Study: Cannabidiol (CBD) May Help Fight Cognitive Impairments From Alzheimer’s
There is a great deal of evidence suggesting that cannabis is beneficial for the prevention and treatment of neurodegenerative diseases. It shows particular promise in the case of Alzheimer’s disease, and Clint Werner covers the topic in detail in his book Marijuana Gateway to Health.
With that said, a group of Australian researchers, led by Dr. Tim Karl, published a study in this month’s edition of Psychopharmacology that offers further insight. It suggests that cannabidiol (CBD) can help reverse some of the cognitive effects associated with Alzheimer’s.
Australian Researchers Investigate CBD, Alzheimer’s In Mice
Alzheimer’s disease is the most common form of dementia (“a general term for a decline in mental ability severe enough to interfere with daily life”) and places a major burden on those closest to the patient; it can take a toll on the caregiver financially, psychologically, and socially.
Despite the disease’s prevalence, there is little understanding about its cause and progression. Research suggests development of the disease is related to plaque formation in the brain, inflammation, and oxidation, among other factors. Often, the most noticeable symptom of Alzheimer’s disease is a decline in cognitive abilities, including an inability to recognize familiar faces.
“It basically brings the performance of the animals back to the level of healthy animals.” – Dr. Tim Karl
Using genetically engineered mice to serve as models for humans with Alzheimer’s disease, the Australian research team investigated how chronic cannabidiol (CBD) treatment would affect their cognitive abilities.
Of the mice included in the study, half received daily injections with 20 mg/kg of CBD for three weeks. Researchers measured their ability to perform a number of cognitive tasks, including social recognition, and compared the results with the group that did not receive treatment.
According to their findings, the disease caused impairments in social recognition and novel object recognition compared to wild-type mice (i.e. healthy mice, those with no abnormalities). Cannabidiol (CBD) seemed to reverse the effects.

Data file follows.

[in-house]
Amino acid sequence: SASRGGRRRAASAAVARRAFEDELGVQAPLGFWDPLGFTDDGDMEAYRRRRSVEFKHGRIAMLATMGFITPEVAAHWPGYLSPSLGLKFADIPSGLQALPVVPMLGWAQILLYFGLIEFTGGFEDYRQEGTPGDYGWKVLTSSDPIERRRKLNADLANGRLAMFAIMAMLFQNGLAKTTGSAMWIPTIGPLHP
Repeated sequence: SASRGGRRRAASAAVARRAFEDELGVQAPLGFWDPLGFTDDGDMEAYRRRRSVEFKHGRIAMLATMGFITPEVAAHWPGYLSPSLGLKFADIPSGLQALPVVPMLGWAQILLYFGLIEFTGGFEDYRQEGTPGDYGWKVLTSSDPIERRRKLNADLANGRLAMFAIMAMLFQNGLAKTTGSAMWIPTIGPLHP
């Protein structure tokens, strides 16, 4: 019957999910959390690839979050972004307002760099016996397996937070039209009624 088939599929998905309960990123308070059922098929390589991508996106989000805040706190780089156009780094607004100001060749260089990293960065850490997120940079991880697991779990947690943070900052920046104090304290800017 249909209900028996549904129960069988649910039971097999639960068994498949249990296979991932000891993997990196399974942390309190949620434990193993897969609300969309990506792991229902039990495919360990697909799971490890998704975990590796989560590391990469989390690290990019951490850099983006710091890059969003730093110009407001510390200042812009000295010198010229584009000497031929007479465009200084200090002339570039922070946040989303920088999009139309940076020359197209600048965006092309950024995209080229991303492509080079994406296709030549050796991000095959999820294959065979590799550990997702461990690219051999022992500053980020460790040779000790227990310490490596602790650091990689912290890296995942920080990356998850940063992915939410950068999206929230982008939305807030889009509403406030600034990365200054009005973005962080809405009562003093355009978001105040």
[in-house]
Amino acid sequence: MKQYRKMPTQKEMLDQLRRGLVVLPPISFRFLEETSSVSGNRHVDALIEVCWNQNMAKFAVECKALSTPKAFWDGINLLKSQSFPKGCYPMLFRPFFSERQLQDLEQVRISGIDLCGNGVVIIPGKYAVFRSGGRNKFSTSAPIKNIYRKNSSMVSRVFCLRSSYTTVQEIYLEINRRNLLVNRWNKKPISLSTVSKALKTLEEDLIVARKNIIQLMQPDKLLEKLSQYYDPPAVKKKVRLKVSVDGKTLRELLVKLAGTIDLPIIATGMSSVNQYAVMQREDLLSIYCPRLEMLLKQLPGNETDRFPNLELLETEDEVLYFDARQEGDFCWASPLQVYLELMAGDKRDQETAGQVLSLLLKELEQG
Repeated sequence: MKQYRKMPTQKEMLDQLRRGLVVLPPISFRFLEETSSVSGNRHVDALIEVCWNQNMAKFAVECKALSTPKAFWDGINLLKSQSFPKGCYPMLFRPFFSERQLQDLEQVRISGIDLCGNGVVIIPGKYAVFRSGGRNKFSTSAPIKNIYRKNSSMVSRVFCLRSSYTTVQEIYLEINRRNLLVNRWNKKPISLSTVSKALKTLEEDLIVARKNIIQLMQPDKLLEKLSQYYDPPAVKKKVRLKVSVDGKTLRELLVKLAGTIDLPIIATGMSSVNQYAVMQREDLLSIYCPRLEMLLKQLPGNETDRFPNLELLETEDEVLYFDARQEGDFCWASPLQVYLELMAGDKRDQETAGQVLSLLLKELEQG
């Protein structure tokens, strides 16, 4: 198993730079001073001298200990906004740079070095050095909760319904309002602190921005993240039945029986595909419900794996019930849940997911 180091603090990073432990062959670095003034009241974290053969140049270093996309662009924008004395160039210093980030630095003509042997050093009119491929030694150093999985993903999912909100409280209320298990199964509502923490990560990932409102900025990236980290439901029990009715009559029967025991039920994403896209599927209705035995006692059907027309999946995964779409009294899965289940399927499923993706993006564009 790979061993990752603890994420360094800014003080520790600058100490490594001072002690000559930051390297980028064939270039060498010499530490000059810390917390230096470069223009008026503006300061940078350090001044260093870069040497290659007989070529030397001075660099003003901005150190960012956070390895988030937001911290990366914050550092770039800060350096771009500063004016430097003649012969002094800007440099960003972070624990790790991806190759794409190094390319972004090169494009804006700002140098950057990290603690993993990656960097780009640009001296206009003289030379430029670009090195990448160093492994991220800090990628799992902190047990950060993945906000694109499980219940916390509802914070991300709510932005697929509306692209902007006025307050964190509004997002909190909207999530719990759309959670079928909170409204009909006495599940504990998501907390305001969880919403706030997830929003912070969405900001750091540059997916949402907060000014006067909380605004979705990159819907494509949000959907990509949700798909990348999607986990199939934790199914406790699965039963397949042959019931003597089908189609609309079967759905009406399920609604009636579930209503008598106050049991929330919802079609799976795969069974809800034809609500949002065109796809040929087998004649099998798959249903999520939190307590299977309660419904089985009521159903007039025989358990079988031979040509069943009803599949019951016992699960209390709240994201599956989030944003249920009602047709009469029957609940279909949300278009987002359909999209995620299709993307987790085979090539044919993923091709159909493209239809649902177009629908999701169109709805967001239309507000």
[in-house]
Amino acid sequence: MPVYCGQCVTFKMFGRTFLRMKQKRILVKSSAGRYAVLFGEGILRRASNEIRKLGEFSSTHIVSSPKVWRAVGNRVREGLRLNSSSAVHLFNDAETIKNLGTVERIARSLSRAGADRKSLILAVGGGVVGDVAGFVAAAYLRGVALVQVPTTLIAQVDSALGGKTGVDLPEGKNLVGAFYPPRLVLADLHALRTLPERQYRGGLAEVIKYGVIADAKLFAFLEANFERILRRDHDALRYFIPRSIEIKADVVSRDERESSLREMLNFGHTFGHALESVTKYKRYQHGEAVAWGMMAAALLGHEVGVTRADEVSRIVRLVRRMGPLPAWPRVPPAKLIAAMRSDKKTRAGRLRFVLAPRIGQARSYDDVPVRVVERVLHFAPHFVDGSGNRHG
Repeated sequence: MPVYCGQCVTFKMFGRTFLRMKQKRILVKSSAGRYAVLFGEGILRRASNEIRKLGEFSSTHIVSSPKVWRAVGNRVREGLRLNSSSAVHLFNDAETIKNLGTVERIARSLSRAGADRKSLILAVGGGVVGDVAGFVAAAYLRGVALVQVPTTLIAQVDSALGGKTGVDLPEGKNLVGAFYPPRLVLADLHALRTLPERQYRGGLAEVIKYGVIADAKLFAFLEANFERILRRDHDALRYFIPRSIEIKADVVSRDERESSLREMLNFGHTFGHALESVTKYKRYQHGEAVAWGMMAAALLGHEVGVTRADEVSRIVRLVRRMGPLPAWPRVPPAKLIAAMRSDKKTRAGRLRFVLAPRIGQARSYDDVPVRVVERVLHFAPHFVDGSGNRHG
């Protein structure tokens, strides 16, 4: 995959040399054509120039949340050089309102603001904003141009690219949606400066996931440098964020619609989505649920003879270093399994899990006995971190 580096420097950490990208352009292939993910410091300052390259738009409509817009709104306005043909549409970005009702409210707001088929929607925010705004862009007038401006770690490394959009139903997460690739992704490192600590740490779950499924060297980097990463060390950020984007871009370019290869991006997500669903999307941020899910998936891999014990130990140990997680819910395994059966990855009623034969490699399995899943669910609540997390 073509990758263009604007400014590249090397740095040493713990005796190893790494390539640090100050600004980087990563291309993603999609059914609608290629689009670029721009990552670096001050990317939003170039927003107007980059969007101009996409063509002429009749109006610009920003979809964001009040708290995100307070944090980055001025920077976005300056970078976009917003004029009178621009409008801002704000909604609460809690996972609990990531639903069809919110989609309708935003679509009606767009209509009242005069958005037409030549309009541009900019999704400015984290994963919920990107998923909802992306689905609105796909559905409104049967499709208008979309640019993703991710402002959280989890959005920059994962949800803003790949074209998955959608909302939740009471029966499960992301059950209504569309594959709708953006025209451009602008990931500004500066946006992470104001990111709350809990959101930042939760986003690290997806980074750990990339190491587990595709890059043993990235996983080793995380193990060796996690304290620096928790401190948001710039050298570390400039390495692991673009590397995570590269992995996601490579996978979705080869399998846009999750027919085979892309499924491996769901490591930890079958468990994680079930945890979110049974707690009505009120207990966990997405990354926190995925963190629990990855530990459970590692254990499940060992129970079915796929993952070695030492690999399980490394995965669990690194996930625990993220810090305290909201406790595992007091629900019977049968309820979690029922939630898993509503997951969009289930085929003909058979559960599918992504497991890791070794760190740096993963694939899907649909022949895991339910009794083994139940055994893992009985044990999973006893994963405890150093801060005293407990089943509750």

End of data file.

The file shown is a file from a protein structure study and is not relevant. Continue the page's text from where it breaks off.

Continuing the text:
Explaining his team’s results to The Sydney Morning Herald, Dr. Karl had the following to say: “It basically brings the performance of the animals back to the level of healthy animals. You could say it cured them, but we will have to go back and look at their brains to be sure.”
Of course, these results make sense when you consider the abundance of scientific evidence that suggests cannabis is beneficial for brain development. In fact, the plant has been linked specifically to neurogenesis – the establishment of new neurons in the brain. Further research is needed to gauge whether or not cannabidiol administration will prove to be useful in the prevention or treatment of Alzheimer’s disease.
For an overview of the potential of cannabinoid medicine use for the management of Alzheimer’s disease, click here.
For information on reasonable expectations and safety in considering whole-plant medical cannabis use, as well as how you can advocate to move cannabis out of the Schedule I controlled substance classification in order to increase research on phytocannabinoids in the United States, click here.